But Rabbis fear mingling Arab and Jewish employees will lead to intermarriage.

Entering a supermarket in the Rami Levy chain is like getting a glimpse of how a peaceful Middle Eastern supermarket was meant to look: Arabs and Jews shopping side by side and working together in harmony.

Rami Levy’s supermarket chain has turned into a symbol of coexistence between Arabs and Jews. At the main branch in Jerusalem’s Talpiyot neighborhood, Jewish residents of Jerusalem mix together with Arabs from the territories. What brings them together is a good deal.  

“In the end, we are the supermarket chain that sells the cheapest in all of the land and has great service too,” Rami Levy, the supermarket chain owner told The Media Line. “That’s what brings all these folks and religions together.”  

Arab women in hijabs shop next to Israeli women covering their hair. Jewish men with pistols in their belts and Arab laborers examine slabs of beef at the butcher counter side by side.  

“I like the cheap prices and quality goods,” said Jewish shopper Michael Azulay. “There are lots of Arabs here. I’m very delighted that we are all shopping together.”

Cahula and her husband came all the way from the Arab town of Abu Ghosh to shop.  

“I really like the atmosphere here and the deals and the way we are treated here,” Cahula said. “You see Jews and Arabs together and that’s OK. Life is good, actually, not like you see on TV.”

Levy’s elderly father Mordechai roamed the aisle seeking out shopper families.  

“I treat them so well that I give out sweets to their kids,” the elder Mr. Levy said. “We are like brothers here. We were all born here. They come here and get good service.”   

“That’s right,” Cahula interjected. “What you hear is one thing, but if you see it, well it’s something else completely. There’s no pushing here, we are acting like cousins here. It’s the Holy Land.”

Arabs and Jews are not only shopping together. The supermarket chain has brought together thousands who work together in his 22 stores. He opened his first supermarket in 1976. Today, he said, half of his 3,000 employees were Arabs and half were Israeli, and they were living proof coexistence was possible.  

“Politicians are always making a mess of things – but the common folks and I want to say that the Arab clientele, are very, very satisfied with us,” Levy said.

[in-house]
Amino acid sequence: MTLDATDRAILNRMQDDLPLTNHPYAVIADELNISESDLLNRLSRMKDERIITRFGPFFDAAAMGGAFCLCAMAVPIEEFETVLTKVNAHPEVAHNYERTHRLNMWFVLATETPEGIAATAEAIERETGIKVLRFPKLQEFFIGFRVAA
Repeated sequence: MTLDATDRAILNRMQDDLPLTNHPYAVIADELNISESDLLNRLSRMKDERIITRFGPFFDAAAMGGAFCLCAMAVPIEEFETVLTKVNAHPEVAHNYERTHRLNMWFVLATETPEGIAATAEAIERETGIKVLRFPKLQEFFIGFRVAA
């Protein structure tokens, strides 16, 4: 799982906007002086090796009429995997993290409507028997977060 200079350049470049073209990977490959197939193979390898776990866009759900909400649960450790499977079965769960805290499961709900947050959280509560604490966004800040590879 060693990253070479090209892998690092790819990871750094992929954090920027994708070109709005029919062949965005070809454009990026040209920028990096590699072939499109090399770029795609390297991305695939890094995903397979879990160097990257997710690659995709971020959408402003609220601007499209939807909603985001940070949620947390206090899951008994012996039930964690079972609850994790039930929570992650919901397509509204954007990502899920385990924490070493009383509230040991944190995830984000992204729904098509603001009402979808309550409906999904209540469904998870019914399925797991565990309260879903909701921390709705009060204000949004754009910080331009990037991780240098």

Rami Levy has opened three huge supermarkets in post 1967 territories where both Israeli settlers and Palestinians shop together. Palestinian leaders have called on their people to avoid shopping there in order to support the locally made produce.  

But not everyone likes the ideal world that Rami Levy has created. Some Rabbis fear that the mingling will lead to intermarriage, particularly leading Jewish girls into the arms of Arab men.

“There is assimilation between Arabs and Jews who work together,” Rabbi Gideon Pearl told The Media Line. “In the past there are places where links were made and a Jew woman married an Arab.”  

“These Arab guys are passing themselves off as modern men and they are working together,” Rabbi Pearl said. “When there is love it burns and in the end they marry them and bring them back to their villages. We have to exert great efforts to rescue them from that.”

Pear said that his complaints were against Jews and Arabs working together and not over their shopping together.  

“We don’t have any control over that,” said Pearl, the rabbi of the Alon Shvut community.  

He also suggested that Rami Levy should give preference to Jews working since it would help employment in the community and keep taxes from reaching the Palestinian Authority.  

An attempted boycott never caught on. But even Rami Levy himself was against the idea of intermarriage.  

“I am definitely against mix marriages,” Levy said. “We need to respect and understand each other, but you can’t have Jewish women marrying Arab men or the opposite. I don’t want any assimilation happening.”  

But in fact, there are several mixed couples. Quietly, some workers confided that a number of workers met on the job and later married. But they asked not to identify the couples.  

Rabbi Pearl countered that Levy was a hypocrite.  

“Rami Levy may be against assimilation, or say he is, but for him business is business,” Pearl said.    

Rami Levy said he planned to expand to the Palestinian Authority with an Arab partner.  

“I said, OK, let’s do it,” Levy said. “Put up the name Rami Levy, but he told me the moment he would put up my name they’d burn it down since I was Israeli.”  

By the same token, Rami Levi countered that there was no reciprocity when it came to shopping in the Palestinian areas.  

“That’s the reality at this moment,” Levy said. “They can come here, but we can’t go there. For now they are not accepting us with love, we are welcoming them with love.”  

Some shoppers were oblivious to the unique mix of the crowd.  

“I didn’t really notice these things, but that’s cool with me,” said Yael, a visitor from the United States. “I didn’t realize it that but it’s awesome! Yeah!”

Jewish shopper Efraim Schwartz took a more stoic view.  

“We exchange words from time to time,” Schwartz said. “Did you see this deal? Perhaps you’ve seen that? But deep discussions don’t come about. Peace isn’t going to come out of it.”

By Felice Friedson & Arieh O’Sullivan on Wednesday, September 22, 2010